Monday, August 12, 2013
Captain Kronos - Vampire Hunter
Dr. Marcus, an old friend and military compadre of Kronos', joins the investigation. They talk out theories, like how a youth draining vampire should appear young. When one of the crew is attacked, the usual methods of vampire dispatch (fire, hanging) are debunked, proven ineffective. But, that cross......
The Durwood family, the late patriarch an old friend of Marcus', will figure prominently in this tale. The widow is barely seen, bedridden. Her son Paul and daughter Sara act suspiciously. There is the possible hint of incest. Could the lovely young woman be the culprit, feeding her beauty with that siphoned from the fair maidens left as rotting corpses among the brush? Will it take that age old plot - using a heroine as bait - to identify the killer?
CAPTAIN KRONOS' screenplay is a bit different than expected. Vampire lore is tweaked more than just here and there, and swordplay figures prominently. Director Brian Clemens oversees with considerable zip. With a good sense of old-time serial pacing and atmosphere. A bit of the expected cheese, too. This picture is an odd man out among the Hammer films, and surprisingly never resorts to gratuitous gore or nude scenes like so many other 70s vampire epics, particularly the ghastly Andy Warhol one.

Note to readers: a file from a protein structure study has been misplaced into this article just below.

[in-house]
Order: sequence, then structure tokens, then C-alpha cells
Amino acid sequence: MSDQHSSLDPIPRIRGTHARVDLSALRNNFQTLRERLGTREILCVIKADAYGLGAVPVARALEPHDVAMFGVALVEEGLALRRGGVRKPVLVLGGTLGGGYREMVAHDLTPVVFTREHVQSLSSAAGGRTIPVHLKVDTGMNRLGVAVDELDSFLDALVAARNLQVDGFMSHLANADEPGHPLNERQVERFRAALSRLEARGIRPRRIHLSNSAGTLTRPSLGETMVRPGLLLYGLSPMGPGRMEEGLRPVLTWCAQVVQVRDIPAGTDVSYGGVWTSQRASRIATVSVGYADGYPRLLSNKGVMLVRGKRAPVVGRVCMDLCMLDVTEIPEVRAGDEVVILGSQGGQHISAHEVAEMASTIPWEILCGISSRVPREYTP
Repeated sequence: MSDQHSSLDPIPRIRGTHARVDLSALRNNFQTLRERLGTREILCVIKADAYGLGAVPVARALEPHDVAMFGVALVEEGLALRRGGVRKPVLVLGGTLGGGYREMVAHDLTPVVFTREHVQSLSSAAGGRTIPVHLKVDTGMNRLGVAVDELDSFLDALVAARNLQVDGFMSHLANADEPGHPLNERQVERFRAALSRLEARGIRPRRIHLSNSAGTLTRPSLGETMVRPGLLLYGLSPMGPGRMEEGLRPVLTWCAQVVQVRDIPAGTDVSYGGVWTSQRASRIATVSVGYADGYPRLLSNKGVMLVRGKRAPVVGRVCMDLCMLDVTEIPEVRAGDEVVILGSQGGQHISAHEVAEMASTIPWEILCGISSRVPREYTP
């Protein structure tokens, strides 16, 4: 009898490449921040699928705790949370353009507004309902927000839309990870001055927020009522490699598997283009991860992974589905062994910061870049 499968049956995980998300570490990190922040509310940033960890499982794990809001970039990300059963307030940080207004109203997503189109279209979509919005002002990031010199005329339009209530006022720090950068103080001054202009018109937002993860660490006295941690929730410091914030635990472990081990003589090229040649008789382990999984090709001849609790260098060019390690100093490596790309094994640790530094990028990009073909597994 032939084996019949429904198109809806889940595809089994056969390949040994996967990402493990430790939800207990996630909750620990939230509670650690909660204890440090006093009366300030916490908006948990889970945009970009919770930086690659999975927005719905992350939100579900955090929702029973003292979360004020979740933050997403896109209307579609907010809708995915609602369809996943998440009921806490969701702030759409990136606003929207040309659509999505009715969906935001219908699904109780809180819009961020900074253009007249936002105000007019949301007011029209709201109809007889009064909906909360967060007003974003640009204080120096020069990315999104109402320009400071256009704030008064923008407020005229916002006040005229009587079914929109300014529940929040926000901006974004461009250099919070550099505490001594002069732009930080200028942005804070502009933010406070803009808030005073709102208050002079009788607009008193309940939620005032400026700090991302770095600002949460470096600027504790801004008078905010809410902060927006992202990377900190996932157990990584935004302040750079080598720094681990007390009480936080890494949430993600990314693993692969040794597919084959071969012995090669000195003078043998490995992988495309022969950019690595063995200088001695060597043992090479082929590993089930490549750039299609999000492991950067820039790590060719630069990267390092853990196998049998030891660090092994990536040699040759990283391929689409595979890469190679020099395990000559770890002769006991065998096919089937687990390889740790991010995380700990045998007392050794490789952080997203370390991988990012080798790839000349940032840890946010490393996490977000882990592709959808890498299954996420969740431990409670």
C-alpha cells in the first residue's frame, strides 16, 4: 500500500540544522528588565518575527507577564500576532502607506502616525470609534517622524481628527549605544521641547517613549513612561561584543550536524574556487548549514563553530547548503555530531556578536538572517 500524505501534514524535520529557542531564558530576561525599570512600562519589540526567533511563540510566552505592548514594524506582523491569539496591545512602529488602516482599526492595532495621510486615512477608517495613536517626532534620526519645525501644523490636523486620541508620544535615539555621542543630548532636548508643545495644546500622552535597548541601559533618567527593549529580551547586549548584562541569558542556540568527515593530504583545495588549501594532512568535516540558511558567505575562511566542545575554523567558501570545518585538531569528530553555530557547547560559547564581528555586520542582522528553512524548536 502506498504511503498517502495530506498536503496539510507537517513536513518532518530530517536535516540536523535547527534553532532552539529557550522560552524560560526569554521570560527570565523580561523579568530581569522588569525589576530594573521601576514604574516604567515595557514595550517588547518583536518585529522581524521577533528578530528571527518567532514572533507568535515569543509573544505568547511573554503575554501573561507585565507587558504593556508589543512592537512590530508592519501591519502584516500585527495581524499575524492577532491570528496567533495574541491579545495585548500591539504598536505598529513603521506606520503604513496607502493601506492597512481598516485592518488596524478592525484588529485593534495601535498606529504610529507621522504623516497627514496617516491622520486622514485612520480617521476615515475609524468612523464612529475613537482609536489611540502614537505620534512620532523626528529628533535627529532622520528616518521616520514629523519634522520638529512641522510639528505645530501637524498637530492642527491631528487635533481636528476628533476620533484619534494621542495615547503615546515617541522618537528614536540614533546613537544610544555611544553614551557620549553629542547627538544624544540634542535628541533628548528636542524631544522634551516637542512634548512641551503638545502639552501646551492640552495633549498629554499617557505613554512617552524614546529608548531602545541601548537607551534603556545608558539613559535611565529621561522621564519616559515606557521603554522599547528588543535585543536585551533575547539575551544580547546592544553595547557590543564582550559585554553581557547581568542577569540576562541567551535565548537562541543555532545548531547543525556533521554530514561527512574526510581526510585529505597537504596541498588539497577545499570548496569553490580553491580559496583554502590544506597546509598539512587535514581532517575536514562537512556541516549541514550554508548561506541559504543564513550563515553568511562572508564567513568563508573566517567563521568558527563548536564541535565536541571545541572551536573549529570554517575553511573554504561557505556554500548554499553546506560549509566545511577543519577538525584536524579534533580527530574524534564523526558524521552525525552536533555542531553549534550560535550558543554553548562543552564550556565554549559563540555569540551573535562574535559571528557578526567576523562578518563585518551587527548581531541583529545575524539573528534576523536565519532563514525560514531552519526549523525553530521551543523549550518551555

Horst Janson's take on Kronos is of a stone faced, hilariously aloof perfectionist who repeatedly belittles Carla before their inevitable union. As his quarry, Caroline Munro projects a beauty that is most often distracting. Her irises exhibit a perpetual lost in the headlights gaze, a cluelessness that seems appropriate. Miss Munro would become quite well known in the world of low budget cinema, a Queen of the Bs, of sorts.
Vampires go in and out of vogue in pop culture. They are usually unrelentingly vicious. Or suave and seductive. The current bloodsuckers, like in the TWILIGHT series, tend to be pouting bores. CAPTAIN KRONOS presents one who's somewhat different, more human(istic). Less the drooling ghoul, but still the One Who Must Feed, albeit with less Karo syrup. All the while, the film repeatedly drops hints that it is trying to make the case for the existence of God.
And the movie is really set apart by some unusual elements: part swashbuckler, part spaghetti Western. While there's atmosphere to spare, the movie is rarely creepy and not really scary. It's choice camp, a guilty pleasure comic strip. There is the occasional curious moment: note the blindfolded woman in the watering hole, the characters' drug use, to keep you wondering what Clemens is up to.